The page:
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E.g., 22-07-2018
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    Gavekal Dragonomics

    Policy Headwinds For Chinese Stocks

    Chinese equities have finally had a few solid trading sessions after their steep decline in the latter half of June. But the CSI 300 index is still down -14% year-to-date, and betting on a rebound from here looks unwise. A confluence of factors has been pushing down the market—tougher financial regulation, weak data, a falling currency, and the trade conflict with the US. And none of these factors is turning positive, especially with the US...

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    Gavekal Dragonomics

    An Attractive But Troublesome Market

    From June 1, China’s domestically-listed A-shares will be included in the MSCI Emerging Markets index, bringing the onshore market to the attention of many global investors for the first time. In this piece, Thomas examines recent developments in the A-share market, and outlines the promises and pitfalls of investing under China’s “regulatory firestorm”.

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    Gavekal Dragonomics

    What Inflation Means For Margins

    As China’s producer price inflation cools and its consumer price inflation picks up, one might expect corporate margins to be fattening, as cost pressures wane and pricing power strengthens. In fact, the opposite is true: margins have been fat, and are now getting tighter. In this piece, Thomas explains how inflation really affects margins.

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    Gavekal Dragonomics

    How Steel Survived The Battle For Blue Skies

    It’s been a wild winter for China’s steel industry, with huge swings in output and prices. The main culprit is the aggressive official campaign to reduce air pollution—and the industry’s creative responses to it. Their back-and-forth has not hurt underlying growth much, but the resulting volatility in steel prices is not going away.

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    Gavekal Dragonomics

    The Pain Of Power Producers

    The rebound in commodity prices since 2016 has been a boon for much of China’s industrial sector—but coal-burning power plants have been big losers. Coal prices cannot go much higher without causing serious financial distress. This means that policy should now be shifting to favor power producers, by ensuring coal prices do not climb further.

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    Gavekal Research

    Chinese Equities: Marching To A Different Drum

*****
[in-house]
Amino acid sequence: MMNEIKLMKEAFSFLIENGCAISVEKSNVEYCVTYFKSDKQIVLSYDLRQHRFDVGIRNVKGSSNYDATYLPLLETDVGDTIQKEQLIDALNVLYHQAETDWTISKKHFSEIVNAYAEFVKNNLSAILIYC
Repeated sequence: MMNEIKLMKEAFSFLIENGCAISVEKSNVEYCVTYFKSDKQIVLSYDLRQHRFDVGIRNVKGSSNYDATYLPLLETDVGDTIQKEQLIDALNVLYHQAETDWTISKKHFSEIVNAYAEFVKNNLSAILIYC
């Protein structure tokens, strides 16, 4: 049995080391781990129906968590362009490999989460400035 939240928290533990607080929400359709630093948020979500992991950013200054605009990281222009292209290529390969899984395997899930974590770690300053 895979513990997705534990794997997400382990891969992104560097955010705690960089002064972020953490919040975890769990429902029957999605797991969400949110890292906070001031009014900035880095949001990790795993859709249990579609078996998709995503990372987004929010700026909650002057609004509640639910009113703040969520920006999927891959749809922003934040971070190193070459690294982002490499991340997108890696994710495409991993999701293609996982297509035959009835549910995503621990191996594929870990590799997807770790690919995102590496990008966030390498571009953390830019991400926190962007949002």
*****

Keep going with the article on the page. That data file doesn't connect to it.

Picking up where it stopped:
Though onshore Chinese stocks did not escape the rout of global markets in recent weeks, the real trigger for the meltdown onshore was heightened investor anxiety over Beijing’s financial regulations. Thomas and Ernan reckon that after the dust settles, benign fundamentals and attractive valuations should set the market back on its upward track.

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    Gavekal Dragonomics

    Mixed Consequences From The Profit Boom

    2017 was a great year for China’s industrial sector, with profits up 21%, but the gains were highly concentrated in mining, metals and materials. This pattern has a mix of important consequences, as Thomas explains in this piece: it’s good news for financial risk, less good news for households, and bad news for corporate investment.

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    Gavekal Dragonomics

    The Working-Capital Heist

    Amid the ups and downs of China's recent investment cycles, one trend has stayed constant: the slowdown in private-sector investment. In this piece, Thomas shows that a key problem is state firms routinely delaying payments to their private suppliers, forcing them to hold huge reserves of working capital that can’t be productively invested.

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    Gavekal Dragonomics

    The Deleveraging Progress Report

    Can China manage corporate deleveraging without a credit crunch? Leverage ratios improved in 2015 and 2016, but progress has been more mixed in 2017, as companies borrowed more but raised less new equity. In 2018, Thomas expects stable or modestly deteriorating leverage ratios, with slowing growth somewhat offset by recovering equity issuance.

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    Gavekal Dragonomics

    From Tianjin, Affordable Luxuries

    The surging population of affluent Chinese households is a key global market for all kinds of luxury goods. Foreign brands have done well in this boom, but the market is getting more competitive as local firms up their game. Thomas and Ernan report from Tianjin on two very different companies that are both succeeding in high-end niche markets.